Introducing Thomas Jung, Regional Director ENGIE Cofely IDF
He proved himself a brilliant student at the École Polytechnique and then at the IFP (Institut Français du Pétrole) engineering school. He then embarked on a career path that has been no less brilliant. It has highlighted his skills in performance and management, but also his passion for discovery and environmental issues. He is now Regional Director of ENGIE Cofely Ile-de-France, where he works on high added value projects. Read about his career.
It all starts tomorrow
Developing business, managing change, innovating, sharing. Thomas never stops.
After three years as Deputy CEO of ENGIE Cofely for the Provence-Alpes-Côte-d’Azur (PACA) region, Thomas recently took over as the head of the Ile-de-France region (the Paris region). His role entails a strong managerial and commercial dimension: he develops the activity, initiates new business, supervises commercial negotiations, leads corporate change initiatives and directs high-stake dossiers and projects. With responsibility for compliance with best practice throughout the region he directs, he also chairs the Health, Safety and Working Conditions Committee. He’s a true leader, who works closely each day alongside the company’s 1,300 employees, always seeking to improve performance and profitability, motivation and well-being at work. In the PACA region, he managed to increase the profitability of local agencies in a sluggish economic environment. Major projects worth more than €300 million were signed.
But nothing predestined Thomas to play such a role! When he was a student at the prestigious École Polytechnique, true enough, he had chosen an option in Development Economics alongside his studies in Particle Physics. But when he enrolled at IFP (the Institut Français du Pétrole), he was on a path leading to Reserves, Drilling and Processing. Thomas sums up what has happened since. “I’ve had three completely different occupations: I’ve been a reservoir engineer responsible for carrying out technical and economic studies of gas fields and subterranean reservoirs, a project manager in IT and a profit centre manager in energy services. I’ve worked in practically every aspect of the world of energy, from upstream to downstream: exploration and production; gas transport and storage; and energy services, both for private customers (B2C) and for professionals (B2B).”
Thomas has to demonstrate a strong ability to mobilize and inspire his teams and to maintain good customer relations. In his position, he has to take decisions very quickly and direct the company’s operations in a changing and uncertain environment. In these conditions, one of the most important things he has to manage is without doubt his own level of stress. Thomas has his secret methods for doing this. “I devote myself to my hobbies! I travel a lot, and I’m always looking out for all forms of novelties that give me something to think about, because I have an inquisitive mind. I keep up-to-date with new technologies. I make sure I’m in contact with nature on a daily basis and enjoy a range of outdoor activities, including mountain biking, hiking, mountaineering, via ferrata climbing, spearfishing and sea swimming.” Thomas is also a big reader, particularly American nature writers and thrillers. He monitors= scientific news closely, with a particular interest in quantum physics and the universe.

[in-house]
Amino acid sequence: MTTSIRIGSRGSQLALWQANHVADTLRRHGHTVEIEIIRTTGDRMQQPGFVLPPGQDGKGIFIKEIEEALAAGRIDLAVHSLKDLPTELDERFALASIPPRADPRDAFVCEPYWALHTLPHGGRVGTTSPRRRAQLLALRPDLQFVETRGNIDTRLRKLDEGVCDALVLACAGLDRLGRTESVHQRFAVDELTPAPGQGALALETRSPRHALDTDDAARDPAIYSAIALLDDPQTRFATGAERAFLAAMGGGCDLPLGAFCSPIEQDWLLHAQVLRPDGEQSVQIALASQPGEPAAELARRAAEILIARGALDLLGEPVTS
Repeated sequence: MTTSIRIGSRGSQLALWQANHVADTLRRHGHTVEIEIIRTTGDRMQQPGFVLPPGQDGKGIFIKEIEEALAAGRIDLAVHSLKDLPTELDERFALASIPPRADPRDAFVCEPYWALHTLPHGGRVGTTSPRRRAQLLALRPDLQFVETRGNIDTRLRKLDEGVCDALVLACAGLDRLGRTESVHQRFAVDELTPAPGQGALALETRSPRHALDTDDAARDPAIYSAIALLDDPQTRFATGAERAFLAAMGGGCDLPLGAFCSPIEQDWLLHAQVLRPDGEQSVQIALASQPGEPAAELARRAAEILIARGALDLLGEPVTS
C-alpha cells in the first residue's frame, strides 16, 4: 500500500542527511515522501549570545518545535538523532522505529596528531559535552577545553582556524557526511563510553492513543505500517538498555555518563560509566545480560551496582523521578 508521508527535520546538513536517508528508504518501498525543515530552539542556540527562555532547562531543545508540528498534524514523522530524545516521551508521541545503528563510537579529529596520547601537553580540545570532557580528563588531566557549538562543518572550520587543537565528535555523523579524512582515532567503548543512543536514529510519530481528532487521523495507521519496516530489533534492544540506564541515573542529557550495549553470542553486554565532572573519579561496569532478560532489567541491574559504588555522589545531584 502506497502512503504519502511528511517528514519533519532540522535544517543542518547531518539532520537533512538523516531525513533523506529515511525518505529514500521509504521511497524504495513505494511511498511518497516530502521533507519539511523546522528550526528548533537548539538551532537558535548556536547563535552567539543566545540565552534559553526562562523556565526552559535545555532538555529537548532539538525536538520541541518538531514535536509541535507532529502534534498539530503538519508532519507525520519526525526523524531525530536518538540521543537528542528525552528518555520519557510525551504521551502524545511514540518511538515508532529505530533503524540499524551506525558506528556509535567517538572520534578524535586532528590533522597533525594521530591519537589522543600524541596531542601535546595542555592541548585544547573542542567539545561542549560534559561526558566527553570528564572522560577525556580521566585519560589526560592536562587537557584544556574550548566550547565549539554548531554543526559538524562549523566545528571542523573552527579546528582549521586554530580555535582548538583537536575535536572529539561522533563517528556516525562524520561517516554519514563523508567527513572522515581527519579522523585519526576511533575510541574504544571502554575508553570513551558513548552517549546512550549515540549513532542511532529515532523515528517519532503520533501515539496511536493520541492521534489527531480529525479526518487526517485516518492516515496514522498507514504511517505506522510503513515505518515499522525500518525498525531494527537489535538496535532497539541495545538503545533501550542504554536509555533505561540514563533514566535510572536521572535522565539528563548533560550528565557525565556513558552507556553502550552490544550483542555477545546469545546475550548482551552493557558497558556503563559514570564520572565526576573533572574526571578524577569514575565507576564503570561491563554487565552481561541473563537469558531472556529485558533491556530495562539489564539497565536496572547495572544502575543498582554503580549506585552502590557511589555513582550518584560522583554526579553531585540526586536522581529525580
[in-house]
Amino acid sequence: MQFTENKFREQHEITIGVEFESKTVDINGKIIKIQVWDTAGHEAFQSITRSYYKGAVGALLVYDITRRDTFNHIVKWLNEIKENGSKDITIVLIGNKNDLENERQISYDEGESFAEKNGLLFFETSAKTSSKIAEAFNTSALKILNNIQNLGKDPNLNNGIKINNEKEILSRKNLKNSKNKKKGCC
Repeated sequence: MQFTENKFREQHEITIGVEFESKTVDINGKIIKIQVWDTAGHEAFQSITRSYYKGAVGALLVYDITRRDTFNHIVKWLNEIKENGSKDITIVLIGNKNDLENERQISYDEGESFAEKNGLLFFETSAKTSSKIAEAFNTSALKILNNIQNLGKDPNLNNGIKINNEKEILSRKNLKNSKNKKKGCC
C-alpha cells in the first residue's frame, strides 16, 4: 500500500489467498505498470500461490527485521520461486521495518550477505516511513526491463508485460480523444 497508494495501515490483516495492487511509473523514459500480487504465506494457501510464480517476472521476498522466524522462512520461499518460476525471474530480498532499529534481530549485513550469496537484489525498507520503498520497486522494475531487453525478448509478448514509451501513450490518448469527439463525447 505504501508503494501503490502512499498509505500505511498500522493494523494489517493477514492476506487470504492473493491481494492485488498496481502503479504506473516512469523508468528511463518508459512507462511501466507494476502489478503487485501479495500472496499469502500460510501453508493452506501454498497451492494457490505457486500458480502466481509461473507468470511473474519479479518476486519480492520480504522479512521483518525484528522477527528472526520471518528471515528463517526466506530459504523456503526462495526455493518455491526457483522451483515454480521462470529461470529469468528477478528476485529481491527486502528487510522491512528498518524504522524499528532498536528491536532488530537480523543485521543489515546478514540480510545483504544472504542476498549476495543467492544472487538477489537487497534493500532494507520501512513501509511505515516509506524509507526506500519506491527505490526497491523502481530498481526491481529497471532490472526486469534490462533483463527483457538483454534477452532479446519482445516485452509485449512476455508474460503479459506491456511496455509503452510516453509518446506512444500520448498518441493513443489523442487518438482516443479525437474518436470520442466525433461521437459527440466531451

Pride in his work
Through a very comprehensive offer of energy services, ENGIE Cofely’s positioning is to propose projects to its customers that enable them to reduce their environmental footprint and improve their economic performance. This high added-value activity, useful for the environment as well as for people’s budgets, is very motivating internally. “We work on energy efficiency and renewable energy offers that make us proud of what we’re doing, and which we’re proud to explain to our children.” To take one example, Thomas and his teams built the first marine geothermal power plant in Marseille. It will provide heating and air-conditioning for 500,000 m² of buildings using renewable energy from the sea. They are also going to set up a “green steam” network, recovering waste heat from an incinerator to provide energy for a soup factory, a system that will make it possible to stop using fossil energy and generating CO2. These successes are the result of teamwork. “Bringing together energies and skills has meant that we’ve been able to go further and faster. The richness of the solutions that have been found, some of which we’d have missed if we’d been working alone. And the satisfaction of being able to share in a team win when a project is finalized.”
Innovating and sharing
Ask Thomas what he would like his fourth occupation to be, and he replies without hesitation: “I would love to run the ENGIE investment fund so that I could invest in promising start-ups.” In no doubt that innovation will be the key to successful energy transition, he is also quite sure that to accelerate the movement, you have to bring all available forces together.